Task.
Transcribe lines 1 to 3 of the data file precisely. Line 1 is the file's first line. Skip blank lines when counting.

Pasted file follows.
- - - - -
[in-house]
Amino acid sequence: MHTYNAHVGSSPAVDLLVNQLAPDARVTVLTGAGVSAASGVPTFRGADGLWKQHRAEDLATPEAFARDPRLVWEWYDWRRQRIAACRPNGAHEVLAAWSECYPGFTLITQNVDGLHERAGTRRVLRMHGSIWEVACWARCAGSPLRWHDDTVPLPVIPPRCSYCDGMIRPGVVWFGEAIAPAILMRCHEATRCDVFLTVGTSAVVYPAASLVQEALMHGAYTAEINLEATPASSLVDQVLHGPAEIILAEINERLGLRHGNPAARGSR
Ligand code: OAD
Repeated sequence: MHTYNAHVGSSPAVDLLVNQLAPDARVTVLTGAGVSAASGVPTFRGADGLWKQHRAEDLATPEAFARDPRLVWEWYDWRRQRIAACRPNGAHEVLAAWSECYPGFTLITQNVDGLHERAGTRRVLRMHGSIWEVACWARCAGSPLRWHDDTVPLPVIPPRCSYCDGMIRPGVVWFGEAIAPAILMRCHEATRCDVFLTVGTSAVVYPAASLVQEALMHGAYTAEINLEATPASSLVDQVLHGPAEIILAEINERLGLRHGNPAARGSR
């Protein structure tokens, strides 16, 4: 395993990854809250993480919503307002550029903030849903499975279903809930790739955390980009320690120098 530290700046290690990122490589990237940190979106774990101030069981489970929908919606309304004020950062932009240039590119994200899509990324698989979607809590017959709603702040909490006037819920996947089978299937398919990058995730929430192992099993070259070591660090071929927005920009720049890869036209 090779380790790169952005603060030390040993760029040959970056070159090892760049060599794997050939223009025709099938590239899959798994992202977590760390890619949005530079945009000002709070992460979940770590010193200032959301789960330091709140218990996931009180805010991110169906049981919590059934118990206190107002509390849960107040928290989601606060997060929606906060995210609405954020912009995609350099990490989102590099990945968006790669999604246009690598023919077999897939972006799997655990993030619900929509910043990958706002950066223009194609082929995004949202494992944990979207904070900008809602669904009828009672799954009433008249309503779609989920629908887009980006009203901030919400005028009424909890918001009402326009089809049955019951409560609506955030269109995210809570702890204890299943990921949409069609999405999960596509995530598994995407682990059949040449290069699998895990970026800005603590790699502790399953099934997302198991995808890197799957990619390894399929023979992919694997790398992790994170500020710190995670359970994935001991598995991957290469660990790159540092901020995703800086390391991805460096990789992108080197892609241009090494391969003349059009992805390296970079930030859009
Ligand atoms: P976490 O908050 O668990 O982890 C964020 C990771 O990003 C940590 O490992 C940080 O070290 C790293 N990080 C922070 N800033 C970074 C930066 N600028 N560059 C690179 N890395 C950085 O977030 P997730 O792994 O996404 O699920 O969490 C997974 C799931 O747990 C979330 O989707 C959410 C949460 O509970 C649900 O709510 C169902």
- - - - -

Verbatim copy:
[in-house]
Amino acid sequence: MHTYNAHVGSSPAVDLLVNQLAPDARVTVLTGAGVSAASGVPTFRGADGLWKQHRAEDLATPEAFARDPRLVWEWYDWRRQRIAACRPNGAHEVLAAWSECYPGFTLITQNVDGLHERAGTRRVLRMHGSIWEVACWARCAGSPLRWHDDTVPLPVIPPRCSYCDGMIRPGVVWFGEAIAPAILMRCHEATRCDVFLTVGTSAVVYPAASLVQEALMHGAYTAEINLEATPASSLVDQVLHGPAEIILAEINERLGLRHGNPAARGSR
Ligand code: OAD